Lockout analysis: 1913-2013, the hundred years war

Locked out: crowds of workers waiting for Jim Larkin in Dublin. Photograph: Hulton Archive

Locked out: crowds of workers waiting for Jim Larkin in Dublin. Photograph: Hulton Archive


Monday is the centenary of the beginning of the Dublin Lockout, when employers in the city sought to destroy the Irish Transport and General Workers’ Union.

From William Martin Murphy and the Dublin United Tramway Company to Michael O’Leary and Ryanair, the fundamental questions remain the same. Should workers have a right to collective bargaining, to union recognition, to seek a larger share of the profits they help create and a voice in the workplace, or are these luxuries a competitive society can ill afford?

When these arguments were played out a century ago the conservative consensus of property, patriarchy, the Catholic Church and the Home Rule political establishment-in- waiting prevailed. This sealed the socioeconomic consensus in 20th-century Ireland.

The first World War was the saving of the Irish trade-union movement. Thousands of working-class reservists were sucked out of the labour market, and the British government introduced an arbitration system to maintain industrial peace on the home front.

It was criticised by workers because wages never caught up with prices. Nevertheless, it facilitated union recognition in Britain and Ireland. Later the close identification of the labour movement with the struggle for independence enhanced its status in the new Irish state.

Irish workers also benefited indirectly from the renewed boost to organisation, pay and conditions their British counterparts got in the second World War and its aftermath. The long postwar boom in Europe also ultimately benefited Ireland.

The Programme for National Recovery in 1987 created structures that gave Irish workers greater improvements in living standards, although from 2002 the system become increasingly unfit for purpose.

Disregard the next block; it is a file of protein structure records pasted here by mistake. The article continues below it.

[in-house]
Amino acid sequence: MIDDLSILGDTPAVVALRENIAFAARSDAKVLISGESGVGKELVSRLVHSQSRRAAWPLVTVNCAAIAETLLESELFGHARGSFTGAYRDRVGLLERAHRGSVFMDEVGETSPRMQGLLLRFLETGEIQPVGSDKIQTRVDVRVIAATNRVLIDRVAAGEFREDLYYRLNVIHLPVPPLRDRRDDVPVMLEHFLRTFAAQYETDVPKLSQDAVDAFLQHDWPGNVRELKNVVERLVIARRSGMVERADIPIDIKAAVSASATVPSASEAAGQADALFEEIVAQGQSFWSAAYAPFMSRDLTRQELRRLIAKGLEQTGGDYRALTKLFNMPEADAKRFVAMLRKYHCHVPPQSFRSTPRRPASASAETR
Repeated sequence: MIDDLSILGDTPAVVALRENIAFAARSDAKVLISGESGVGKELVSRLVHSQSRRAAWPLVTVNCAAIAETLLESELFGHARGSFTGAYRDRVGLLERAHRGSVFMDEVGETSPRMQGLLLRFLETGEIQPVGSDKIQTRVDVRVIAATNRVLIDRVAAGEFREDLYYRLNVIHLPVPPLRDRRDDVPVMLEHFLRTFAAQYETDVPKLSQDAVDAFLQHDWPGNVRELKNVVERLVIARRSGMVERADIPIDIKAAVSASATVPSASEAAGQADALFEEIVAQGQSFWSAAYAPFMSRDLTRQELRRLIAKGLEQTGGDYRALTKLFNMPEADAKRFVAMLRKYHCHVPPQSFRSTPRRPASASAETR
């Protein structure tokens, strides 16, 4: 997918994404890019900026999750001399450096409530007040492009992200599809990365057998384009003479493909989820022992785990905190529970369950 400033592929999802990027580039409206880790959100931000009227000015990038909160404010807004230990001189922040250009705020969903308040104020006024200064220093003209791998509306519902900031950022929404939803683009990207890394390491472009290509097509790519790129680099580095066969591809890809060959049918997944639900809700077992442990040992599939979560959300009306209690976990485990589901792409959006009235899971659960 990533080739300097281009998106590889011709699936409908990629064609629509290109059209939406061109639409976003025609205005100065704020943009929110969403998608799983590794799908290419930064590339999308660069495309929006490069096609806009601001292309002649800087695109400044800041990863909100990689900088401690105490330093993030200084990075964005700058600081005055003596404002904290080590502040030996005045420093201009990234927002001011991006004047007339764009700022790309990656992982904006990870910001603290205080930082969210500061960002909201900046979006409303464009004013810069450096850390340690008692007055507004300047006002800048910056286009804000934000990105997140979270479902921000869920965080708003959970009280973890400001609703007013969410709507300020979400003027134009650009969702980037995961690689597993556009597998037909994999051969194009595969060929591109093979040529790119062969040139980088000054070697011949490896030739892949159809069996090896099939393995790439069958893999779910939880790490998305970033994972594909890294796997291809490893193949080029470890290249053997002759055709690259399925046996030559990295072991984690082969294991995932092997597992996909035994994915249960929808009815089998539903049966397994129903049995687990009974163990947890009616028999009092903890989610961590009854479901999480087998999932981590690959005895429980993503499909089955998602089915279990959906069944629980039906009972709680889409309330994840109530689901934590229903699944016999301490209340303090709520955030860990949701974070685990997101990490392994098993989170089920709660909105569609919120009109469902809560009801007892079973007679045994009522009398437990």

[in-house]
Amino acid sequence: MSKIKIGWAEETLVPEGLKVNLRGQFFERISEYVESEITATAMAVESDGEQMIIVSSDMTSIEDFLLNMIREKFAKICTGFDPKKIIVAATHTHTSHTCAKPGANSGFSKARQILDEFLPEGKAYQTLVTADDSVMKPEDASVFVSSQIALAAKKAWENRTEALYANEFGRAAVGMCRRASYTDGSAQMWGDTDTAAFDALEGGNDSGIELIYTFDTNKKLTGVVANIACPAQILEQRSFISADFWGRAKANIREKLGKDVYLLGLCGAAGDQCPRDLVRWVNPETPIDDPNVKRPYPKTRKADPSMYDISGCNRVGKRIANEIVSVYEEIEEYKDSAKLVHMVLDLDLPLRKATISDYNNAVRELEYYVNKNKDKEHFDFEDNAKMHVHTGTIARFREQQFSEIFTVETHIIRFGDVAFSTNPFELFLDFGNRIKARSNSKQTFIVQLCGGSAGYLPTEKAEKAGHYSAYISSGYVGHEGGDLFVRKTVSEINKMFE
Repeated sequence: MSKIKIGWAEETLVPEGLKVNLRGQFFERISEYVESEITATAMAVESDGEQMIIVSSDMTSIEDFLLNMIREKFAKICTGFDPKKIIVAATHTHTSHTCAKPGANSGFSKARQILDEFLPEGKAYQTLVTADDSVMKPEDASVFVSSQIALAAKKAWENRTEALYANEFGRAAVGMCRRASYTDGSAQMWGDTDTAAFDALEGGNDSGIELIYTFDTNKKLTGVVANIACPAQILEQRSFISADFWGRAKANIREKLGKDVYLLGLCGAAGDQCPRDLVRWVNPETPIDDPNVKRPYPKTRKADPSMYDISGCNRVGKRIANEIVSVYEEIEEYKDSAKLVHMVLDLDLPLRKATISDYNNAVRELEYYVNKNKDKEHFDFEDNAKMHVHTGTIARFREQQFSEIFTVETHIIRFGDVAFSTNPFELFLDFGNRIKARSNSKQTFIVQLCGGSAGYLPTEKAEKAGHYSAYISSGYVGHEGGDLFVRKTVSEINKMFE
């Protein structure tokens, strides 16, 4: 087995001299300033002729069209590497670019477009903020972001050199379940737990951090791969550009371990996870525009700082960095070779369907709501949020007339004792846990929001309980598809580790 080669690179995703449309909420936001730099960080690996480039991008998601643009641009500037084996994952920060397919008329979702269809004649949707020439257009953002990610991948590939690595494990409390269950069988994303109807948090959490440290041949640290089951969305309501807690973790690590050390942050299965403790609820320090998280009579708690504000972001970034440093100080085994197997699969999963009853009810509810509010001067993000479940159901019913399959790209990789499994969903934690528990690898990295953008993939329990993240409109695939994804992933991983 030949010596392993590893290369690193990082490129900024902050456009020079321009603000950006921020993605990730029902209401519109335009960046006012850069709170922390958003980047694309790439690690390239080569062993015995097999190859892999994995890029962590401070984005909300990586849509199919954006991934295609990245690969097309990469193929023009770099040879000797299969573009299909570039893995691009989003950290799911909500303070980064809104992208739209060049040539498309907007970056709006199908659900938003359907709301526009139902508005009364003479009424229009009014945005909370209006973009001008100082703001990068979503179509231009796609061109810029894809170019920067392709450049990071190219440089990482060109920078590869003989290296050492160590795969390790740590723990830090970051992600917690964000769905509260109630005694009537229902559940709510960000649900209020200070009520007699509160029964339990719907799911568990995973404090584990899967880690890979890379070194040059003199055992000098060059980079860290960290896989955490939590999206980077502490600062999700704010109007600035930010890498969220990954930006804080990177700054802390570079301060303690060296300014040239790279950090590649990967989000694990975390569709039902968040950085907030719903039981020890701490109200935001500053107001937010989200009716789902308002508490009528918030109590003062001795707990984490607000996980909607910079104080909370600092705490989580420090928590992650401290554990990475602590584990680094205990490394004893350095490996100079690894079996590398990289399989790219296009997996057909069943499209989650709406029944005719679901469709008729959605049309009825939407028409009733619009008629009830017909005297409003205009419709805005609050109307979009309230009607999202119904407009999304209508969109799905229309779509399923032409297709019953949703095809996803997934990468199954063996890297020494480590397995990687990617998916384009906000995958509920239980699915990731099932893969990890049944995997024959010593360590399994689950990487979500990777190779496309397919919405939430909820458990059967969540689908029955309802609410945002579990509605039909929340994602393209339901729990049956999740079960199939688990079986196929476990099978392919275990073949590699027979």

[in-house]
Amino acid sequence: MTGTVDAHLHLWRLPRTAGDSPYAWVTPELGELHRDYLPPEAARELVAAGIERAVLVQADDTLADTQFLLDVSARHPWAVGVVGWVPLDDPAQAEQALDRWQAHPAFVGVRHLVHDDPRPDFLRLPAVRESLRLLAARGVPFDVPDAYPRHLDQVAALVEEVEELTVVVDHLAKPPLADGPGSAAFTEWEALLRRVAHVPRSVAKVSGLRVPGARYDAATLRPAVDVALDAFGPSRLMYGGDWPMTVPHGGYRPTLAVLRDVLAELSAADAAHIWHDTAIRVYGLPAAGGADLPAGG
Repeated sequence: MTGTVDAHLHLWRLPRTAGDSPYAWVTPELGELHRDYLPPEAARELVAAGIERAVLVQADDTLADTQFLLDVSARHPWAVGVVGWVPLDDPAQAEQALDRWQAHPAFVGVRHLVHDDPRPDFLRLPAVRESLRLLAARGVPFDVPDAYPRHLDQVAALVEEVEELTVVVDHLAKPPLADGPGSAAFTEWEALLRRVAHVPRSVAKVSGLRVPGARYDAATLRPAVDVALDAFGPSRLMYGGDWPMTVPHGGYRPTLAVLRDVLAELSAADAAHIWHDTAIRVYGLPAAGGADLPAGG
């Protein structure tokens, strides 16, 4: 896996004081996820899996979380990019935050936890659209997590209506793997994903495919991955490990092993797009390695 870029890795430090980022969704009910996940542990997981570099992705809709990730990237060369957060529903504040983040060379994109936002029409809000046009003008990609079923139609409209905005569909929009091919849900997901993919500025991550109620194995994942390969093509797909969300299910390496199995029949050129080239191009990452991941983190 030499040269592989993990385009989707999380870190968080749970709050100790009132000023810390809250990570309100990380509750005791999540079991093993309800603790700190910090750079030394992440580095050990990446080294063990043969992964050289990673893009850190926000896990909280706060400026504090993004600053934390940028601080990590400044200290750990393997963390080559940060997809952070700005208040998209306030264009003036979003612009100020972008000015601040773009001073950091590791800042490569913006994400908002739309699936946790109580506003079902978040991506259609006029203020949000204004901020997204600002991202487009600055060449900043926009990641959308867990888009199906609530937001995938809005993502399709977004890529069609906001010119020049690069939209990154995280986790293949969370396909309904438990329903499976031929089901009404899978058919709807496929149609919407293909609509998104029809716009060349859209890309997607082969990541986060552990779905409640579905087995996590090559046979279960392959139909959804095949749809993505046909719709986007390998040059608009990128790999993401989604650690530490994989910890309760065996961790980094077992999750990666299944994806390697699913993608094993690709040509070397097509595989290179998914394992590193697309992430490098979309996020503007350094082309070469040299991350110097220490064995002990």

Social partnership is discredited, but its real flaw was a lack of ambition. Above all the partners failed to agree long-term goals for the type of society they wanted, or to subscribe to common values. Partnership was sold as a process rather than a road map because there was no agreed destination. Unions, buoyed by rising numbers in organised sectors and superficial access to the corridors of power, became complacent.

If social partnership was good for workers, it was bad for unions. Their success in strengthening workers’ individual rights reduced the need for workplace organisation. Industrial relations were colonised by lawyers, and individual workers paid a high price for legal representation instead of union representation.

Unions have been to the forefront of the struggle not just for better working conditions but in issues such as female suffrage, slum clearance, universal healthcare and free education. Societies with strong unions have higher levels of equality and political activism.

Today, employers say employees prefer to deal with them directly, but independent studies show that more than 70 per cent of workers want union representation. Demand is highest among low-paid, young and unorganised workers. Paradoxically, many unionised workers take preferential treatment for granted.

Unions need drastic restructuring, but they need help achieving it. Above all they need the State to facilitate union recognition, because they are not strong enough on their own.

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